Hillary MacKenzie—Orange County Board of Education | Candidate Questionnaires - Orange County | Indy Week
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Hillary MacKenzie—Orange County Board of Education 

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Name as it appears on the ballot: Hillary MacKenzie
Campaign website: www.mackenzie4ocs.com
Phone number: 919-619-0833
Email: mackenzie4ocs@gmail.com
Years lived in Orange County: 30

1. In your view, what are the three most pressing issues facing Orange County schools? If elected, what will you do to address these issues?

Safety: I will focus on capital improvements, access control on campuses, safety action plans, mental health partnerships, and advocating for our immigrant families. I will also speak about gun safety in my answer to question 6.
Equity: Racial equity groups should be formed at each school to help normalize conversations around race on campuses. We need to address biases in testing, assessment, and discipline. We must hire and retain teachers of color, and we must meet the individual needs of students so they each graduate college and career ready.
Budget: We must maintain our buildings, advocate for better salaries and benefits for teachers, creatively bring more innovation to our classrooms, and market our public schools to be the community’s first choice in education.

2. What in your record as a public official or other experience demonstrates your ability to be an effective Board of Education member? This might include career or community service; be specific about its relevance to this office.

Prior to having my own family, I worked in the foster care system, volunteering as a Guardian ad Litem in Orange County. My experience with foster children taught me the importance of attending to the individual needs of each child through complicated situations.

More recently, I have served as one of the leaders of the Hate-Free Schools Coalition, which seeks a physically and emotionally safe environment for all students. A central goal for my work in Orange County Schools will be to continue my efforts to make our schools safe, particularly for students who are part of traditionally underserved communities.

As an active community member, I have been advocating for equity, single-payer health care, common sense gun regulation, school safety and other causes for a long time. I will bring a passion for coalition building, love for children, and a commitment to breaking down systems of injustice to the board.


3. If you are a challenger, what decisions, if any, has the incumbent made that you most disagree with? If you are the incumbent, what in your voting record and experience do you believe entitles you to another term?

Last year I attended the majority of the Orange County Board of Education’s meetings. I did this as part of the community effort to get the Confederate Flag banned from the student dress code. As a parent of children in Orange County Schools, as a voter, and as a member of our community, I was disappointed that what should have been a simple decision turned into a 9-month ordeal that ended in a ban only after the murder of Heather Heyer in Charlottesville under Nazi and Confederate flags.

In addition, I found it especially upsetting that, while the community was petitioning the board to put this important protection in place for our students, the board voted to limit public comment. The school board should welcome input from the community and encourage family involvement. If it were impossible to accommodate so many public comments during regular meetings, the board should have invited the public in for a discussion in a different setting, where everyone could voice their opinions, including the board members. When I am on the school board, I will always prioritize transparency and open communication, and encourage students, their families, and our community to use their voices to change our schools for better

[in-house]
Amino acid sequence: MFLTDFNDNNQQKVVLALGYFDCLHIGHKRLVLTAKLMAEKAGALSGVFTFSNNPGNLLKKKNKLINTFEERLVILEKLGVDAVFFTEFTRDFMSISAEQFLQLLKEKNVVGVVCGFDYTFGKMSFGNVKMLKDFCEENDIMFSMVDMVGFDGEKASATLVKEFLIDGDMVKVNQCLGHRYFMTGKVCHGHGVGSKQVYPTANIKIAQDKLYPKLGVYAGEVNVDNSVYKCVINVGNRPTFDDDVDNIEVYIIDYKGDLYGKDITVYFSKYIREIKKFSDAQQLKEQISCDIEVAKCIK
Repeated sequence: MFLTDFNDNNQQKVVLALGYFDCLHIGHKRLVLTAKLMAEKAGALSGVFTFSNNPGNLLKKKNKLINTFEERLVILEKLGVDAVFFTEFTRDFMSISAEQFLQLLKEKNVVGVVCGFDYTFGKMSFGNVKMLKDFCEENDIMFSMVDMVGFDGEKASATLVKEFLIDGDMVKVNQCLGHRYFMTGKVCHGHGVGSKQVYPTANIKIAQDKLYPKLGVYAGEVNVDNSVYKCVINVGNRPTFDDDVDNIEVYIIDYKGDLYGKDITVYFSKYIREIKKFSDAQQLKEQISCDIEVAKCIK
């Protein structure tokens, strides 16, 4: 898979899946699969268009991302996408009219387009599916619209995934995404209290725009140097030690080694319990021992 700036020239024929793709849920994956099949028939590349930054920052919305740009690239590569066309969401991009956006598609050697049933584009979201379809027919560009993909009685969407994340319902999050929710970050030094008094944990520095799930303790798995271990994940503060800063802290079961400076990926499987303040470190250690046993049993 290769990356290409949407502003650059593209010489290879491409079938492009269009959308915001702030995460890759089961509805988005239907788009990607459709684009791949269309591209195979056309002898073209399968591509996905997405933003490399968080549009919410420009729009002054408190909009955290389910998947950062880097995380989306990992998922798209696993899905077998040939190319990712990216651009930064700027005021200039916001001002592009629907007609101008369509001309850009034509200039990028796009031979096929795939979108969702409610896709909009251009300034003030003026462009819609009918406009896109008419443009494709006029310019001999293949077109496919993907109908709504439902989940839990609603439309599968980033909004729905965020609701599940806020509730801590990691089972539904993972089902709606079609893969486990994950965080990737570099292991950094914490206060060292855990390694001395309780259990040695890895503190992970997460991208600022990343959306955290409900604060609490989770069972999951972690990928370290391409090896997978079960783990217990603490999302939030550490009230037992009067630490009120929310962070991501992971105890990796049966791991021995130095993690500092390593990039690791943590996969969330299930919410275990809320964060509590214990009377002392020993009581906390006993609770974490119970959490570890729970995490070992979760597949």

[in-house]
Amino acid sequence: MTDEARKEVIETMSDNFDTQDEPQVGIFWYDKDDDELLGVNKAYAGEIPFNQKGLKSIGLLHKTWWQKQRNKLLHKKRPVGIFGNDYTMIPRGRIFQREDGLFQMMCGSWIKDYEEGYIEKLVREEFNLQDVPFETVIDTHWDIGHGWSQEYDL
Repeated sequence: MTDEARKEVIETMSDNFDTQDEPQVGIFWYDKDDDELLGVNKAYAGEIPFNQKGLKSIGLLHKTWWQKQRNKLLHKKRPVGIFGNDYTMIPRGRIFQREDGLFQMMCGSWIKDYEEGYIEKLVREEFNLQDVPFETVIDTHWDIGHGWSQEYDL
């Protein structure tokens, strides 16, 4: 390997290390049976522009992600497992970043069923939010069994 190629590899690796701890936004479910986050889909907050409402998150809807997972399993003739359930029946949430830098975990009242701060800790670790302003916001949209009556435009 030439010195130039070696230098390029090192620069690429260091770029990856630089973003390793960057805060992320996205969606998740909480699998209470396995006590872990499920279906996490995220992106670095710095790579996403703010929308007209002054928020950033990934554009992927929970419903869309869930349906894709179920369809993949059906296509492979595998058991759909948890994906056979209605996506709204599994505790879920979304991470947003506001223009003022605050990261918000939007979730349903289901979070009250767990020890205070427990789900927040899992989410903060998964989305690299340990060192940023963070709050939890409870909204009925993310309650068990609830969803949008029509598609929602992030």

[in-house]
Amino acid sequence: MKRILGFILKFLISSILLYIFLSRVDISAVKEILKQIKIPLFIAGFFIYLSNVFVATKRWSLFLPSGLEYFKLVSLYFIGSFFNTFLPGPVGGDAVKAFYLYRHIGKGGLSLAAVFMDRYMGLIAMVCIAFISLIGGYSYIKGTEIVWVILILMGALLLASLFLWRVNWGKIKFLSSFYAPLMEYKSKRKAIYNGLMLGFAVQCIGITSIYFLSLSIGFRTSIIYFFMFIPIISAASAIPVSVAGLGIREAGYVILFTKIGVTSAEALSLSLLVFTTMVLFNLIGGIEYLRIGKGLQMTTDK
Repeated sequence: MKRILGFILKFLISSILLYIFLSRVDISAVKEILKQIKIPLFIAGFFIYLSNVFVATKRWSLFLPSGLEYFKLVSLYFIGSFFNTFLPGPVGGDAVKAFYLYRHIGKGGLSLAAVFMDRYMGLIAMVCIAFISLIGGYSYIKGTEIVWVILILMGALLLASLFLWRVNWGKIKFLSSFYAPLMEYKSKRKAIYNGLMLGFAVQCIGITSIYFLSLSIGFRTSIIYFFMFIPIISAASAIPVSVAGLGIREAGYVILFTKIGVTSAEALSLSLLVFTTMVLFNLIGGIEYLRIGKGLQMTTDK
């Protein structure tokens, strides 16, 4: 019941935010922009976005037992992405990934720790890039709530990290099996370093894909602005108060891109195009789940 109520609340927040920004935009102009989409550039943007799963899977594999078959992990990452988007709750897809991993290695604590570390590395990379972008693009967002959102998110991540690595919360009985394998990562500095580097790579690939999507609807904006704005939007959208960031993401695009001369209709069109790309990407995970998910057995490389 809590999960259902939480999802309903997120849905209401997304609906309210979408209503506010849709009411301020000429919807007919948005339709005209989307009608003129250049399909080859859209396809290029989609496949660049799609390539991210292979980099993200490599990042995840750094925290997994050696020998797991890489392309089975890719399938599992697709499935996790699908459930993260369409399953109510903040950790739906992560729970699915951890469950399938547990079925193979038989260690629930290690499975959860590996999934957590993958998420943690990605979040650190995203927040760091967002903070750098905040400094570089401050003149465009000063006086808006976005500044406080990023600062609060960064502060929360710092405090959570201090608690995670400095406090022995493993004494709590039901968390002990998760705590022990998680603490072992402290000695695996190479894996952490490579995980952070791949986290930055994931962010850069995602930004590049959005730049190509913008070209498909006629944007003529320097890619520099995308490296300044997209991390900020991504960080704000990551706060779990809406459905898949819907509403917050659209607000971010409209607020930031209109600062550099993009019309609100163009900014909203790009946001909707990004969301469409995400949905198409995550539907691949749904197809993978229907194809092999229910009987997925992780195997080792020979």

4. Research, including a new report from the NC Justice Center, suggests that North Carolina’s schools are becoming more segregated by race and economic status. What do you think is driving this trend, and do you think this is an issue Orange County schools need to address? Please explain your answer.

Race and economic disparities in our district absolutely need to be addressed. Regardless of who gets elected, our district is planning student reassignment as some of our schools are exceeding capacity while others have many empty seats. After the data have been analyzed, we must create zoning that addresses racial and economic segregation and equitably distributes students throughout the district. In question 5, I will also address the ways that charter schools contribute to this situation.

I believe we have an important opportunity at this time to show members of the community how special Orange County Schools are and highlight the great things each school has to offer our children.


5. What effects do you believe the popularity of charter schools is having on the school system? Is it exacerbating segregation or draining resources from neighborhood schools, as some critics contend?
Around 10% of the students who are districted for OCS attend charters instead. Families with more resources are typically the ones who are able to send their children to charter schools, as charters do not usually provide transportation or free/reduced meals. The county is then liable for funding students at charters, and this reduces the per pupil budget for our public schools. Additionally, because families with more resources are the ones leaving public schools, OCS ends up with fewer resources in the form of family contributions to fundraisers and fewer parent volunteer hours.

6. In the wake of the mass shooting at Marjory Stoneman Douglas High School, what do you think should be done to make schools safer? Do you see preventing such shootings as a “school safety” issue?